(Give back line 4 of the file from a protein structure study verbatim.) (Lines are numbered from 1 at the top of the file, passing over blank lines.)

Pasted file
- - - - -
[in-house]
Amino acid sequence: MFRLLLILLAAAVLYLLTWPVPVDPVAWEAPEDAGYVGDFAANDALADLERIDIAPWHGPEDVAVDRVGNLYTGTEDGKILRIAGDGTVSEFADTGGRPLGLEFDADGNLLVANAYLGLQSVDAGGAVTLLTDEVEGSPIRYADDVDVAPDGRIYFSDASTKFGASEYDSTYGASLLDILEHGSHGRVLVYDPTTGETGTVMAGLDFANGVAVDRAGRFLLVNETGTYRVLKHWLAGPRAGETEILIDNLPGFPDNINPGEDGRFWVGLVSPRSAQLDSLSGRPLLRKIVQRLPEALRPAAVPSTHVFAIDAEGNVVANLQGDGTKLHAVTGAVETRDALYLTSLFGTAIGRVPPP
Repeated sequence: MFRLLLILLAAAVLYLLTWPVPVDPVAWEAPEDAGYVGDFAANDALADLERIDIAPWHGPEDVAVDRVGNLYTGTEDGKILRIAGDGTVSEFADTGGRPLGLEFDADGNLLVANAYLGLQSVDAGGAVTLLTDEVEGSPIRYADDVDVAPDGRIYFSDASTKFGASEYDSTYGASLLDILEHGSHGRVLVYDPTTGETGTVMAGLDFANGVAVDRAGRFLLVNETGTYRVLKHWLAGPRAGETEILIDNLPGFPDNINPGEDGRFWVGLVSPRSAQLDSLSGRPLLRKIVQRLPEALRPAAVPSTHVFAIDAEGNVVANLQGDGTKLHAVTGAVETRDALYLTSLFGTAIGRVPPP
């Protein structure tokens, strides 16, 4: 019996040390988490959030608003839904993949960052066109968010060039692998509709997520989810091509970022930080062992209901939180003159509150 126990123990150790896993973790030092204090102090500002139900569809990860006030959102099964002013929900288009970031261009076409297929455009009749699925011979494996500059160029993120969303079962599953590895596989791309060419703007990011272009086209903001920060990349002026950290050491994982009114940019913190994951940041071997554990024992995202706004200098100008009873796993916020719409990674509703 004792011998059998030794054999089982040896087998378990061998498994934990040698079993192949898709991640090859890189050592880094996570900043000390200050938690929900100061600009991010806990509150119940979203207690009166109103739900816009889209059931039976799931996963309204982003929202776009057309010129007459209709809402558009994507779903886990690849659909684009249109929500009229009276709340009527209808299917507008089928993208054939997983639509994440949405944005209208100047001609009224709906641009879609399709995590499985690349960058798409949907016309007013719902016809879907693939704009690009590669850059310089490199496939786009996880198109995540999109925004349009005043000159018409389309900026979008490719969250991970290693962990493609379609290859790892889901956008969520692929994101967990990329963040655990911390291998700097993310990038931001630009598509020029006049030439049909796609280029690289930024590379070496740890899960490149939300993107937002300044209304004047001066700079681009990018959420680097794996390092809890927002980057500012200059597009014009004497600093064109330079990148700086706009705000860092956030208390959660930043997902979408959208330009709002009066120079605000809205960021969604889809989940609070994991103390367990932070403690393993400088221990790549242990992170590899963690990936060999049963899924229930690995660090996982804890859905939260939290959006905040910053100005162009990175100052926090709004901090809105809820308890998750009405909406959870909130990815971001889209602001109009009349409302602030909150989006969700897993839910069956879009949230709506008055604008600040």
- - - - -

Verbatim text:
């Protein structure tokens, strides 16, 4: 019996040390988490959030608003839904993949960052066109968010060039692998509709997520989810091509970022930080062992209901939180003159509150 126990123990150790896993973790030092204090102090500002139900569809990860006030959102099964002013929900288009970031261009076409297929455009009749699925011979494996500059160029993120969303079962599953590895596989791309060419703007990011272009086209903001920060990349002026950290050491994982009114940019913190994951940041071997554990024992995202706004200098100008009873796993916020719409990674509703 004792011998059998030794054999089982040896087998378990061998498994934990040698079993192949898709991640090859890189050592880094996570900043000390200050938690929900100061600009991010806990509150119940979203207690009166109103739900816009889209059931039976799931996963309204982003929202776009057309010129007459209709809402558009994507779903886990690849659909684009249109929500009229009276709340009527209808299917507008089928993208054939997983639509994440949405944005209208100047001609009224709906641009879609399709995590499985690349960058798409949907016309007013719902016809879907693939704009690009590669850059310089490199496939786009996880198109995540999109925004349009005043000159018409389309900026979008490719969250991970290693962990493609379609290859790892889901956008969520692929994101967990990329963040655990911390291998700097993310990038931001630009598509020029006049030439049909796609280029690289930024590379070496740890899960490149939300993107937002300044209304004047001066700079681009990018959420680097794996390092809890927002980057500012200059597009014009004497600093064109330079990148700086706009705000860092956030208390959660930043997902979408959208330009709002009066120079605000809205960021969604889809989940609070994991103390367990932070403690393993400088221990790549242990992170590899963690990936060999049963899924229930690995660090996982804890859905939260939290959006905040910053100005162009990175100052926090709004901090809105809820308890998750009405909406959870909130990815971001889209602001109009009349409302602030909150989006969700897993839910069956879009949230709506008055604008600040």